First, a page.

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Larue County High School 2

By: Shelby Sull ivan Responsibil ity


By: Josh Jones ECTC


By: Torrence Maxberry College Bound


By: Brittany Carman Teens and Seatbelts


By: Jennifer Boone Distracted Much


By: Chelsea LeeRedman Intermediate License


By: Nathan Fulk Cheerleading a Sport?


By: Niccole Carter

Days at Camp


By: Tyler Litton Teens and the Media

T h e

T a l k

o f

t h e

H a w k

November 22,2010

Little Blue Dell How new laptops at LCHS make learning interesting. Erika Bowles

Inside this issue: FFA

Volume 1, Issue 1

We see these little, blue laptops in the hallways every day now. For some students at LCHS, October 16 was the first time they had ever owned a laptop. For a fee of $20, they get to use a Dell Latitude 2110 issued by the school for personal and academic usage. This new learning initiative gives infinite possibilities to what teachers can do in the classroom. Being connected with technology used to be forbidden in school, but now, administrators and teachers encourage it. Programs such as DyKnow and V-Class make incorporating technology into daily lesson plans simple and efficient. Teachers such as Jaime Smith have encouraged students to transfer over all of their notes written on paper to their laptop. This will give them access to everything completed in the first nine weeks of the school year without a student having to carry a binder to class, along with their laptop. “We do assessments online to provide students with immediate feedback, daily Bellringer activities online, for our class it has opened up the ability to be more inquisitive about the topics we are discussing, and I think this is just the start of the possibilities of what

we are going to be able to do when we get more familiar with it,” Smith explains. “I‟m proud to be in a district who has been a leader in an initiative such as this rather than a follower.” The reality of it is most students can type faster than they can write. This increases the amount of work that can be completed and the amount of notes that can be taken. Also, instead of teachers being forced to leave their classrooms to make copies, they can simply post an assignment or reference sheet on V-Class or use DyKnow to wirelessly send it to a student‟s computer. These programs also give teachers monitoring abilities that always seemed out of reach. These are no longer possibilities, but actualities. Of course, nothing positive comes without negatives. Students who do not bring their laptops to class are given an alternate assignment which does not require a laptop. If a student‟s laptop has technical difficulties, they are given a temporary laptop to use until theirs is repaired. These repairs fall back on Freddie Newby, Theresa Banks, Paul Richardson and Matt Wise, with assistance from selected students enrolled in a course entitled “Help Desk”. They have been trained to resolve common issues that arise with the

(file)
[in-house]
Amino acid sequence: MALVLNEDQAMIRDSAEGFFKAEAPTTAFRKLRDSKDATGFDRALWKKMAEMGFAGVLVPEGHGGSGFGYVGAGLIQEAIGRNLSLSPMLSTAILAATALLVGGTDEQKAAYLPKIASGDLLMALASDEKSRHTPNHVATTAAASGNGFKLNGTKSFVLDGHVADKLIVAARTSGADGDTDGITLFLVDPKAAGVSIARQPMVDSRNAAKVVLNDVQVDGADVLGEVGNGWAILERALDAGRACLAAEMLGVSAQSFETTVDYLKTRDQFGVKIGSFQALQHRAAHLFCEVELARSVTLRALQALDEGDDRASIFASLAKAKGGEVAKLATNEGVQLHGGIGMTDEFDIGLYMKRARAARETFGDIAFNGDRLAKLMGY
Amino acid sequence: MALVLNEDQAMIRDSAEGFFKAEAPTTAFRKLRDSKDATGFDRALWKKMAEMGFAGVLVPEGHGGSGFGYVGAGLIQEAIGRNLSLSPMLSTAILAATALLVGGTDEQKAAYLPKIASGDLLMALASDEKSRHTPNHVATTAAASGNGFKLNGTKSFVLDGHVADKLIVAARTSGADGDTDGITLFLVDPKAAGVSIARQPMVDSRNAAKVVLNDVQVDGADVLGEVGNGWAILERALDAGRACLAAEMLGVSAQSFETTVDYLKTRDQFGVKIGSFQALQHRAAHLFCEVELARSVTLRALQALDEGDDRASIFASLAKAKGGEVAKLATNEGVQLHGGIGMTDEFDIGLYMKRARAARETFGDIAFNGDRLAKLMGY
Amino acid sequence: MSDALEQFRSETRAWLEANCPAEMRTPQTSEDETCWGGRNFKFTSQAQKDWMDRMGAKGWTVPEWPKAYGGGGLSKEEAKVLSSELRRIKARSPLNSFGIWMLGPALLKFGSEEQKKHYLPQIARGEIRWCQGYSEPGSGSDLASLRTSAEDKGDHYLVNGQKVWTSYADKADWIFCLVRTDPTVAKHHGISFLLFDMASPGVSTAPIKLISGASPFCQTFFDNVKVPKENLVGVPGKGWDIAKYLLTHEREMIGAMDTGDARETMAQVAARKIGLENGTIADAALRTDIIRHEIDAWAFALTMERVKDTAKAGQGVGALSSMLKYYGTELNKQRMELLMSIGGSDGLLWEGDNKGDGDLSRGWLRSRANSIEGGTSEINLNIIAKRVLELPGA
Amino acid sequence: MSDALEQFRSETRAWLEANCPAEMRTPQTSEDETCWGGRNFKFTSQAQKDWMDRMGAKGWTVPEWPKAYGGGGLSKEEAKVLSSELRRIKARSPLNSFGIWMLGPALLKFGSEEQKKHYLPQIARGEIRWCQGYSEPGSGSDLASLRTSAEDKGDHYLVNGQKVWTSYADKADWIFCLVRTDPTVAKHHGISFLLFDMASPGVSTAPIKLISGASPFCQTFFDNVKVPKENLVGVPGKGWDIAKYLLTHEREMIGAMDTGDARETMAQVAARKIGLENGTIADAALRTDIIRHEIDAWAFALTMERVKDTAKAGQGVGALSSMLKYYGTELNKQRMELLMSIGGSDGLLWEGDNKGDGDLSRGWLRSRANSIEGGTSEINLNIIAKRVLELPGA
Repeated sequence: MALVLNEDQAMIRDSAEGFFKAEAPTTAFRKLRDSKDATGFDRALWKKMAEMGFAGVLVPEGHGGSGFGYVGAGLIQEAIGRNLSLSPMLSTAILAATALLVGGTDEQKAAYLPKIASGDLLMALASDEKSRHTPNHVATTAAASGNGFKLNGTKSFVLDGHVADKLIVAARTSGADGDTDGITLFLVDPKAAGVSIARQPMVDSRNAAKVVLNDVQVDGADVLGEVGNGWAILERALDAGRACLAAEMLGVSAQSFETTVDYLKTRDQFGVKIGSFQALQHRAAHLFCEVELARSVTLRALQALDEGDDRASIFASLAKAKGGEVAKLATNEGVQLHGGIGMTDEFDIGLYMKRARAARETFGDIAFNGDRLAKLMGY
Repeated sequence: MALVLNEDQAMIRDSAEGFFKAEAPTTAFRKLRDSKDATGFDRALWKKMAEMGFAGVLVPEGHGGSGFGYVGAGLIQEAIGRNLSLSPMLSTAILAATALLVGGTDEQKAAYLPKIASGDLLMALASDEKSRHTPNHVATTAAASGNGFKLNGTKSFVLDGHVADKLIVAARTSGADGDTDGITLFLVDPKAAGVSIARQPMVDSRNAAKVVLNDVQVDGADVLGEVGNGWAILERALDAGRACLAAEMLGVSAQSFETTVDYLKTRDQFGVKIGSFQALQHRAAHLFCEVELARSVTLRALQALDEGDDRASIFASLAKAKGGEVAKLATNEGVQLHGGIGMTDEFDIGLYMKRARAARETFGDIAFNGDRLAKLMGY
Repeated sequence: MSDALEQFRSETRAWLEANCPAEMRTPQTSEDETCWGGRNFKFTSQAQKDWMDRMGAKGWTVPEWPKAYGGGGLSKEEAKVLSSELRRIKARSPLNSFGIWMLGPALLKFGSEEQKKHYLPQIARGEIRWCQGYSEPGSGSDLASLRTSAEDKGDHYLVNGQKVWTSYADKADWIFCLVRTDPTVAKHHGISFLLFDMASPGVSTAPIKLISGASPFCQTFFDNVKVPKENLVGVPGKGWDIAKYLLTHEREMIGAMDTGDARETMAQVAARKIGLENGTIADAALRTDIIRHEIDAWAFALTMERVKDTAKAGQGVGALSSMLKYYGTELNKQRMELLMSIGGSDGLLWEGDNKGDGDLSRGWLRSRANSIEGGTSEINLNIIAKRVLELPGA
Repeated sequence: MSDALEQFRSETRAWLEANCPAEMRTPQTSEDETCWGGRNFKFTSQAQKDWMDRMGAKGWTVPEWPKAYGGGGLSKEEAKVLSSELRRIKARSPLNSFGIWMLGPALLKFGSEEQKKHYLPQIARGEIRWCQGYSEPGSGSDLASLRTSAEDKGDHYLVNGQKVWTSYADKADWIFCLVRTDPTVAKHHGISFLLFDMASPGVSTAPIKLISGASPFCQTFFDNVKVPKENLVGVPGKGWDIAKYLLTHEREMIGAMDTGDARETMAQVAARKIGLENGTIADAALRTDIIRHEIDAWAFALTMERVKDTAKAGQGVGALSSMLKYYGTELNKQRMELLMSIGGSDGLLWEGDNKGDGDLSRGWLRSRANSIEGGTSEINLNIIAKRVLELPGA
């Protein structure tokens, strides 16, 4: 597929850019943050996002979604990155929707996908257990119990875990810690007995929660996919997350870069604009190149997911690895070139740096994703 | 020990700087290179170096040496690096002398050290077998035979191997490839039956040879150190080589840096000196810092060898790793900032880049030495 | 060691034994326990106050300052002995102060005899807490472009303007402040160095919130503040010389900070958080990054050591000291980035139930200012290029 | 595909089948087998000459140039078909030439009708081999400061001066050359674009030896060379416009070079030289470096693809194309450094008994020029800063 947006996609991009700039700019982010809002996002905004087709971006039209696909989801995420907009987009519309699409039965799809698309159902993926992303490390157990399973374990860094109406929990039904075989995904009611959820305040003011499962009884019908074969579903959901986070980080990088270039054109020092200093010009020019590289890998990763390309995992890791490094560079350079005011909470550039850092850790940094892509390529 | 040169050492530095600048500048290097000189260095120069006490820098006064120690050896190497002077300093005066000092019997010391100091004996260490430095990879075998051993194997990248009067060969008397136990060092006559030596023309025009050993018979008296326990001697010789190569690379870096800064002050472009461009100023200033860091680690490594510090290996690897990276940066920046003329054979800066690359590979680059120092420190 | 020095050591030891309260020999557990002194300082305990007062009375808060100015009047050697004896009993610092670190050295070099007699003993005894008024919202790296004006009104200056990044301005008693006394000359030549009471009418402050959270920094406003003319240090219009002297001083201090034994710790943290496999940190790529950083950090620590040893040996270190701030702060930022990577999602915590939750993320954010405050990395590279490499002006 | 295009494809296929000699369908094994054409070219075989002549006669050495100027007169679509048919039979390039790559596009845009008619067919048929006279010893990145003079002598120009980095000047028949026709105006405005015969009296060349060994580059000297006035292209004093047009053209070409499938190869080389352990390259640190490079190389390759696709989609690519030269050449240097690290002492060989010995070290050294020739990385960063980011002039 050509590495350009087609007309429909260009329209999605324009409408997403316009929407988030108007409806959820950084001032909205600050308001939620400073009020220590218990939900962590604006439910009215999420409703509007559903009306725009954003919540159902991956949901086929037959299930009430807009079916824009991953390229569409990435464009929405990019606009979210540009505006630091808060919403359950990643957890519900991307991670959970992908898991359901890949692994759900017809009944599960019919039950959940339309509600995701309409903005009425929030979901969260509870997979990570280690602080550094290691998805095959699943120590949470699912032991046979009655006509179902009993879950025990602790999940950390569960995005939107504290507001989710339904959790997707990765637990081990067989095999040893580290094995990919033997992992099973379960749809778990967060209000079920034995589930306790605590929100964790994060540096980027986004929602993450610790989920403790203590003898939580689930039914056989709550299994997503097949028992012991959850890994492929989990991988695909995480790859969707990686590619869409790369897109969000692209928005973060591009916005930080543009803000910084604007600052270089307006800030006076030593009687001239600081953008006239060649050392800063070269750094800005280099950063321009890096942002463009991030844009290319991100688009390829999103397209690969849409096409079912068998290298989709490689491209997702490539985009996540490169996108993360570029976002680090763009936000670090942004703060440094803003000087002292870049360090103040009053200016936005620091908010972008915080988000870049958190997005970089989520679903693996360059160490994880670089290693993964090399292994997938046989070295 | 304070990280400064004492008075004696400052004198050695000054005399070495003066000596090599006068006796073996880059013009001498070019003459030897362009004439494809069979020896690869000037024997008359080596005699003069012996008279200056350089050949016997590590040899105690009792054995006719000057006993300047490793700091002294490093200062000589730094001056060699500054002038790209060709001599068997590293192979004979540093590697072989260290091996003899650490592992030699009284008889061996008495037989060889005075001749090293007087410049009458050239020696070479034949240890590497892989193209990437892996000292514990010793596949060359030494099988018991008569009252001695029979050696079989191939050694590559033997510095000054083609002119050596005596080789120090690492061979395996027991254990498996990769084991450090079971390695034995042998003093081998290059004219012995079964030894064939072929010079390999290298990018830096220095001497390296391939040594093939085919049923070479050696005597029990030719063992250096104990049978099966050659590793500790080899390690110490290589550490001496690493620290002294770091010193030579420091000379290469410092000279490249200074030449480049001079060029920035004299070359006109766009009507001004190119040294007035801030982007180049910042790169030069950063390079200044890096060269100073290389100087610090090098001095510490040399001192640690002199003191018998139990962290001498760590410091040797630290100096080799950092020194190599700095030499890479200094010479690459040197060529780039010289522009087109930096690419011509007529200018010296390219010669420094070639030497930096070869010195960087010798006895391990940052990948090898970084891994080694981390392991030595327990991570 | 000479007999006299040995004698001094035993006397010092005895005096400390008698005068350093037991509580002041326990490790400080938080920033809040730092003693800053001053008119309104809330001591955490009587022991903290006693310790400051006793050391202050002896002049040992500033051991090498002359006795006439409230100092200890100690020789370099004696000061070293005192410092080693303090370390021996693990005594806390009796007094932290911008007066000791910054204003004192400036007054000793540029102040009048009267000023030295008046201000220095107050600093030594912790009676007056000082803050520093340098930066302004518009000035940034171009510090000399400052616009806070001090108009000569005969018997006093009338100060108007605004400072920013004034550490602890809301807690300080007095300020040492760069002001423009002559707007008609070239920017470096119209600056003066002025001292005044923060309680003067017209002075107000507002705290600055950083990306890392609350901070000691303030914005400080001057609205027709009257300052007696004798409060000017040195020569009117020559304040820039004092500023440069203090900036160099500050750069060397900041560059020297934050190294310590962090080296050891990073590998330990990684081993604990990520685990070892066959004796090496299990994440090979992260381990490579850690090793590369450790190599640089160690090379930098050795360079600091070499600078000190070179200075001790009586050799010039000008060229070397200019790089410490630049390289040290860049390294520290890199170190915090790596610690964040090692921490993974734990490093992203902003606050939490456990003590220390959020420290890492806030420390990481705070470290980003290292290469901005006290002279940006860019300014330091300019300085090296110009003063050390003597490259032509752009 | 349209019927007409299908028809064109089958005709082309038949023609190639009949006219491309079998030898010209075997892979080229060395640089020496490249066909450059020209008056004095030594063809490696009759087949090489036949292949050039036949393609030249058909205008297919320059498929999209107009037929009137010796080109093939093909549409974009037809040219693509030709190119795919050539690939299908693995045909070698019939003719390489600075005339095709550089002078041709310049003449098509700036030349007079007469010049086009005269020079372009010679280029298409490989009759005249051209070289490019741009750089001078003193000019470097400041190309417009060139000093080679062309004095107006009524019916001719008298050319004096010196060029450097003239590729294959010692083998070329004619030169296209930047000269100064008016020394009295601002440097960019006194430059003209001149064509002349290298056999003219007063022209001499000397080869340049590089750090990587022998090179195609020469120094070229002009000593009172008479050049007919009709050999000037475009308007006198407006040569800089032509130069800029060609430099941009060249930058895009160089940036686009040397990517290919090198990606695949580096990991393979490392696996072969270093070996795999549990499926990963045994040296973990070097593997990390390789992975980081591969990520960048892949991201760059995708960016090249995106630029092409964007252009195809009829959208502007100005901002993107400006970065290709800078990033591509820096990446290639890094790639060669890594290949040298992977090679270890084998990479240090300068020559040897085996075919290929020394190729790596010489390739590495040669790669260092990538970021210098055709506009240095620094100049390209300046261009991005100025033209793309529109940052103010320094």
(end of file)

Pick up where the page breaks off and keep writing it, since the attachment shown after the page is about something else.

Dell Laptops. “The most common problems we see are students incorrectly typing their email address, accidentally turning off their wireless, and turning off their battery charger,” says Banks. They have anticipated “for the most part, all of the problems they have encountered. There was one they didn‟t see coming, though. “One student got milk behind his screen. It was in there for a few days and it stank to high heavens,” banks continues. Overall though, she believes LCHS will have a jump on other schools and students will be more prepared for college. “My daughter is in college and she uses her laptop for everything.” The new learning initiative gives a whole new meaning to the word “teaching.” Students are more cooperative and focus more on what they are supposed to be paying attention to. Teachers can block out certain programs with DyKnow and it gives them the ability to “make students pay attention.” It adds a new aspect to learning and prepares students for the use of computers in college and beyond. This entire article was researched and written on a “Little Blue Dell.”


By: Laura Despain Tatted Up


By: Luther Despain

School Lunches


By: Katelyn Edwards Shoes By: Brandon Druen


The tech people that work on the laptops: Freddie Newby, Paul Richardson, Theresa Banks and Matt Wise.

Talk of the Hawk Volume 1  

A magazine by students for students.